These performance management issues are interwoven, but we will address them separately to provide better clarity and a plan of action for each.
Setting Standards: Most companies set annual standards for sales teams and sales people. Certainly goals are established and communicated, and are probably tracked and inspected on a somewhat regular basis. Typically, the process for setting goals is part of an annual business planning process, usually an arduous ordeal in which the sales team has little say. Thus, it is neither enjoyed, nor embraced by those who are actually responsible for the goals and the activities that support these goals.
However, if this process is approached with the right attitude and the goal of helping the relationship manager make more money, this annual business and goal planning process can be a positive experience that will truly motivate individual salespeople (According to The Dream Manager by Matthew Kelly) and bring sales teams together.
Align Your Thinking: An Exercise
The following exercise will help you align your thinking, and thus, your expectations regarding acceptable sales performance. In this case, you will use the table below to analyze and set standards for your entire teams’ annual gross sales number, but you should use this exercise with individual sales people as well. You can change the annual gross sales number to any other metric you might wish to identify and set (i.e., the number of prospecting calls, the number of first meetings, new loans, etc.).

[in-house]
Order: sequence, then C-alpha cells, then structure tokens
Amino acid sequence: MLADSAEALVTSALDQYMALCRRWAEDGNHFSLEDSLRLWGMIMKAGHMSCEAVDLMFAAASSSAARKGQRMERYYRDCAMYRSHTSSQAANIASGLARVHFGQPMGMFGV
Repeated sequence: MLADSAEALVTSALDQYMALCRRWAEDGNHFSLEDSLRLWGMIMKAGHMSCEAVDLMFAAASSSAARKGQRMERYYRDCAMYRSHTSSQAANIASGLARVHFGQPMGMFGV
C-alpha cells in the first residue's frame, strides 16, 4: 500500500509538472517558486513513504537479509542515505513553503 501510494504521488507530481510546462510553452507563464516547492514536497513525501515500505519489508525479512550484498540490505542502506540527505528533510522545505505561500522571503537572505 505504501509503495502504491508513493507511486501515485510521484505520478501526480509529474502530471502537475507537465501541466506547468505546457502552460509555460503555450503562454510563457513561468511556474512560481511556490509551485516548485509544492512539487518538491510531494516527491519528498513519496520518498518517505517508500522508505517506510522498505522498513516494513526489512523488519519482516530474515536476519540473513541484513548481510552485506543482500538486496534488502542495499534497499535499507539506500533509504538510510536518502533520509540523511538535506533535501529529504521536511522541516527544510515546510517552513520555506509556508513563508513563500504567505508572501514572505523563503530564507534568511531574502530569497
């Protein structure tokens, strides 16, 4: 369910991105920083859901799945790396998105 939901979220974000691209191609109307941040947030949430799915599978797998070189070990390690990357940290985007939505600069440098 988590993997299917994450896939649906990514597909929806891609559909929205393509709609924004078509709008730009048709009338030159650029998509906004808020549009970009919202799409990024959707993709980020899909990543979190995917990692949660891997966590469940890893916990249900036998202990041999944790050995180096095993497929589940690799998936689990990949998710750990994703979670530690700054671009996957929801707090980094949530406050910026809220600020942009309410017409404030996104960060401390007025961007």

- Step 1: Write your current annual gross sales number goal in the box next to “GOOD.” This is what is expected for the current year. Achieving any number less than this will be considered poor performance.
- Step 2: Pick the annual gross sales number of an average year from the past, but choose one when your team did not achieve its assigned goal. Choose a year when your team worked hard and put forth great effort, but did not quite reach the assigned number. Write the actual number achieved in the box next to “POOR.” Understand that this number is poor because your team did not reach the set goal. If you frame the year as pretty good, i.e. “we almost made it,” you have communicated that you will accept less than “GOOD,” thus eroding the new standards you are trying to set.
- Step 3: Select a number that would be unacceptable for your team and write this in the “FAILING” box.
- Step 4: Select a number that would make an extremely good year, one in which your team exceeded the goal. Write this number next to the “EXCELLENT” box.
- Step 5: Select a number that would make a truly amazing year that would go beyond expectations, far surpassing the current sales goal. Write this number in the box beside “EXTRAORDINARY.”
Now, you have clearly identified and raised the standards. This newly-defined level of standards will become your communication platform for setting extraordinary expectations with your team.
You can also download Tony Cole’s eBook: The Extraordinary Manager. Visit Tony Cole’s blog or https://anthonycoletraining.com/ for more information related to sales management and leadership.